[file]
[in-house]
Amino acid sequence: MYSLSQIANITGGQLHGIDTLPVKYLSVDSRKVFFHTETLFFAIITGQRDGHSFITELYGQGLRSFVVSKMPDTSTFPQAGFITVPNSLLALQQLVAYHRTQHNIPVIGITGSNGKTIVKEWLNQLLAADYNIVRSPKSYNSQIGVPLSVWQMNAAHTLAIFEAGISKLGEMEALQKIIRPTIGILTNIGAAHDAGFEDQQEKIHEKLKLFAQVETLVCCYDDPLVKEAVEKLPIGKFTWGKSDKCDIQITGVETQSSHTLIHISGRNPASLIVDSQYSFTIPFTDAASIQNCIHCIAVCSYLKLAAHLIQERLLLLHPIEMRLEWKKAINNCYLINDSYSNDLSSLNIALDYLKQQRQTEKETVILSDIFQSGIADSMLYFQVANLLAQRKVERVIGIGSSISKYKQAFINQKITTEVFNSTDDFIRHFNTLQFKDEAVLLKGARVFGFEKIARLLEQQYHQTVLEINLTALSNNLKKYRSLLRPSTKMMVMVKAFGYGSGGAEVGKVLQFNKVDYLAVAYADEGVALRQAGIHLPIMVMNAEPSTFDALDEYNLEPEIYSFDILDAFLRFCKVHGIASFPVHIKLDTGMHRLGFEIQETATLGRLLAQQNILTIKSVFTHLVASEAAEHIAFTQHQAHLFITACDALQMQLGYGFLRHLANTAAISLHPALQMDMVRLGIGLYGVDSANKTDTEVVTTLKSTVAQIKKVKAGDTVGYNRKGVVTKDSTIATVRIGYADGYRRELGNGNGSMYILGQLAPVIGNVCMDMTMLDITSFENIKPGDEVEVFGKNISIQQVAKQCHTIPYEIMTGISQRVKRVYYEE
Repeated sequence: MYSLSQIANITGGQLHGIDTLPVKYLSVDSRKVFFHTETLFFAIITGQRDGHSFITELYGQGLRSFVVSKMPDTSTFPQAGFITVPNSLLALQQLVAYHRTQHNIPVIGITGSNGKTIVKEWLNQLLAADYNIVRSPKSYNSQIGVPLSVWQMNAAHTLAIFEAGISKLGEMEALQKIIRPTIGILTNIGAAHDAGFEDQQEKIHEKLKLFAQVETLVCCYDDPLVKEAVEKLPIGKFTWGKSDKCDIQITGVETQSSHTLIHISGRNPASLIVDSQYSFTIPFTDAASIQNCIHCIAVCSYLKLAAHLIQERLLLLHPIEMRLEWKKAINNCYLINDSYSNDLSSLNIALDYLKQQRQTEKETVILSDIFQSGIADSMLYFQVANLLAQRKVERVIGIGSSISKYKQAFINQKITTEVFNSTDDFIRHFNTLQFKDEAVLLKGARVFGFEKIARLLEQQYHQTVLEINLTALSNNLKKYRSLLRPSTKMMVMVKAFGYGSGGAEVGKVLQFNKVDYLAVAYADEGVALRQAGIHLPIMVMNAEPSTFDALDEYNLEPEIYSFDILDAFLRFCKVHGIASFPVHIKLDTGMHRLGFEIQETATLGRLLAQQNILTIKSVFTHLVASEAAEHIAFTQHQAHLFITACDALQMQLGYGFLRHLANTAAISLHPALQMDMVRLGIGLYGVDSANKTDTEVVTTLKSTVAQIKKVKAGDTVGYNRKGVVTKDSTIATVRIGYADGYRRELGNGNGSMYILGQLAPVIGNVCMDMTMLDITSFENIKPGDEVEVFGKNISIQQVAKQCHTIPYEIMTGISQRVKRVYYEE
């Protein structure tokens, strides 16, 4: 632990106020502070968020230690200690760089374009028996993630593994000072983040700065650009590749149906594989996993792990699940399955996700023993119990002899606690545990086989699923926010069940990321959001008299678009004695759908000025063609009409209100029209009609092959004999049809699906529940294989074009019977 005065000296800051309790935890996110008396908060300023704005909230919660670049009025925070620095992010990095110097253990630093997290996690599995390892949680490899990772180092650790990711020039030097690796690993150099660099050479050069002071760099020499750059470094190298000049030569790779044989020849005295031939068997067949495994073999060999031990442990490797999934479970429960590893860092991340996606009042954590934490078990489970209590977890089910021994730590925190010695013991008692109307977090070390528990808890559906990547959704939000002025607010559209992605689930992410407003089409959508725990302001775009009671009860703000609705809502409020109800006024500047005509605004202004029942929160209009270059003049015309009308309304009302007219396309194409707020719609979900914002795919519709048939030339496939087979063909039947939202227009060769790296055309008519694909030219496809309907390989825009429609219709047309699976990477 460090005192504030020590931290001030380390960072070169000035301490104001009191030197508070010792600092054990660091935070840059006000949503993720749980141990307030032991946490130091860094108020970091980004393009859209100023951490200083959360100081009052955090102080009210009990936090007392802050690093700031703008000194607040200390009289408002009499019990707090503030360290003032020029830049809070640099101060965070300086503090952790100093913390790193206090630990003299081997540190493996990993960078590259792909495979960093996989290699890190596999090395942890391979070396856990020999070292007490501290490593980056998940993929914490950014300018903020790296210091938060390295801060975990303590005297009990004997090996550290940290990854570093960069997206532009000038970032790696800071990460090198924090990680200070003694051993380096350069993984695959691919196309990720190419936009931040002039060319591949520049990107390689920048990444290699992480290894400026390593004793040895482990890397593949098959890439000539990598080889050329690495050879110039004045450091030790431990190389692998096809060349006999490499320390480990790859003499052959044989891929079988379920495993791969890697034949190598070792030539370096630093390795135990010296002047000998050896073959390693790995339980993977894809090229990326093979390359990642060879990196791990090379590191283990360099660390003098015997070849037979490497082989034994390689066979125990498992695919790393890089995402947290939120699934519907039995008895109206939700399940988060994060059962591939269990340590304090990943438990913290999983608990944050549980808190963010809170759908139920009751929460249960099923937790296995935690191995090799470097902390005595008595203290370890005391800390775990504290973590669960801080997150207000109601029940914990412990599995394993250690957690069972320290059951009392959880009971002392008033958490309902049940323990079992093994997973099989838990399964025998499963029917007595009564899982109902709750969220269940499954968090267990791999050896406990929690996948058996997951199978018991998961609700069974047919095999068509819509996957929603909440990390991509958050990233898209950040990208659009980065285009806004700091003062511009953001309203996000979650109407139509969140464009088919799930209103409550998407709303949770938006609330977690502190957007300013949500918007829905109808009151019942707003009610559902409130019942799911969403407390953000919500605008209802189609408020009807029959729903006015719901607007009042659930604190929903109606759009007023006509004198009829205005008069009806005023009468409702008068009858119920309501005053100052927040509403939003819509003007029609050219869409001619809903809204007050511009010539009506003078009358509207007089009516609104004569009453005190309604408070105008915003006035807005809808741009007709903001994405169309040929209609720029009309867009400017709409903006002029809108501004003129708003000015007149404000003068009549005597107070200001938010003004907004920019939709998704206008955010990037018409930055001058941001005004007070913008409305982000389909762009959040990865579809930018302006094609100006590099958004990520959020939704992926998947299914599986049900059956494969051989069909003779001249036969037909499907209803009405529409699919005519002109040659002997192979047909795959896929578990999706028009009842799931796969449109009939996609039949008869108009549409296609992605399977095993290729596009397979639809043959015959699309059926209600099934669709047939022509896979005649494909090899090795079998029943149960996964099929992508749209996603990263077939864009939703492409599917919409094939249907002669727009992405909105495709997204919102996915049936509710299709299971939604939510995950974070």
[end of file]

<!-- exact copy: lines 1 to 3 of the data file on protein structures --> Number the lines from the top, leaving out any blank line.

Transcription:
[in-house]
Amino acid sequence: MYSLSQIANITGGQLHGIDTLPVKYLSVDSRKVFFHTETLFFAIITGQRDGHSFITELYGQGLRSFVVSKMPDTSTFPQAGFITVPNSLLALQQLVAYHRTQHNIPVIGITGSNGKTIVKEWLNQLLAADYNIVRSPKSYNSQIGVPLSVWQMNAAHTLAIFEAGISKLGEMEALQKIIRPTIGILTNIGAAHDAGFEDQQEKIHEKLKLFAQVETLVCCYDDPLVKEAVEKLPIGKFTWGKSDKCDIQITGVETQSSHTLIHISGRNPASLIVDSQYSFTIPFTDAASIQNCIHCIAVCSYLKLAAHLIQERLLLLHPIEMRLEWKKAINNCYLINDSYSNDLSSLNIALDYLKQQRQTEKETVILSDIFQSGIADSMLYFQVANLLAQRKVERVIGIGSSISKYKQAFINQKITTEVFNSTDDFIRHFNTLQFKDEAVLLKGARVFGFEKIARLLEQQYHQTVLEINLTALSNNLKKYRSLLRPSTKMMVMVKAFGYGSGGAEVGKVLQFNKVDYLAVAYADEGVALRQAGIHLPIMVMNAEPSTFDALDEYNLEPEIYSFDILDAFLRFCKVHGIASFPVHIKLDTGMHRLGFEIQETATLGRLLAQQNILTIKSVFTHLVASEAAEHIAFTQHQAHLFITACDALQMQLGYGFLRHLANTAAISLHPALQMDMVRLGIGLYGVDSANKTDTEVVTTLKSTVAQIKKVKAGDTVGYNRKGVVTKDSTIATVRIGYADGYRRELGNGNGSMYILGQLAPVIGNVCMDMTMLDITSFENIKPGDEVEVFGKNISIQQVAKQCHTIPYEIMTGISQRVKRVYYEE
Repeated sequence: MYSLSQIANITGGQLHGIDTLPVKYLSVDSRKVFFHTETLFFAIITGQRDGHSFITELYGQGLRSFVVSKMPDTSTFPQAGFITVPNSLLALQQLVAYHRTQHNIPVIGITGSNGKTIVKEWLNQLLAADYNIVRSPKSYNSQIGVPLSVWQMNAAHTLAIFEAGISKLGEMEALQKIIRPTIGILTNIGAAHDAGFEDQQEKIHEKLKLFAQVETLVCCYDDPLVKEAVEKLPIGKFTWGKSDKCDIQITGVETQSSHTLIHISGRNPASLIVDSQYSFTIPFTDAASIQNCIHCIAVCSYLKLAAHLIQERLLLLHPIEMRLEWKKAINNCYLINDSYSNDLSSLNIALDYLKQQRQTEKETVILSDIFQSGIADSMLYFQVANLLAQRKVERVIGIGSSISKYKQAFINQKITTEVFNSTDDFIRHFNTLQFKDEAVLLKGARVFGFEKIARLLEQQYHQTVLEINLTALSNNLKKYRSLLRPSTKMMVMVKAFGYGSGGAEVGKVLQFNKVDYLAVAYADEGVALRQAGIHLPIMVMNAEPSTFDALDEYNLEPEIYSFDILDAFLRFCKVHGIASFPVHIKLDTGMHRLGFEIQETATLGRLLAQQNILTIKSVFTHLVASEAAEHIAFTQHQAHLFITACDALQMQLGYGFLRHLANTAAISLHPALQMDMVRLGIGLYGVDSANKTDTEVVTTLKSTVAQIKKVKAGDTVGYNRKGVVTKDSTIATVRIGYADGYRRELGNGNGSMYILGQLAPVIGNVCMDMTMLDITSFENIKPGDEVEVFGKNISIQQVAKQCHTIPYEIMTGISQRVKRVYYEE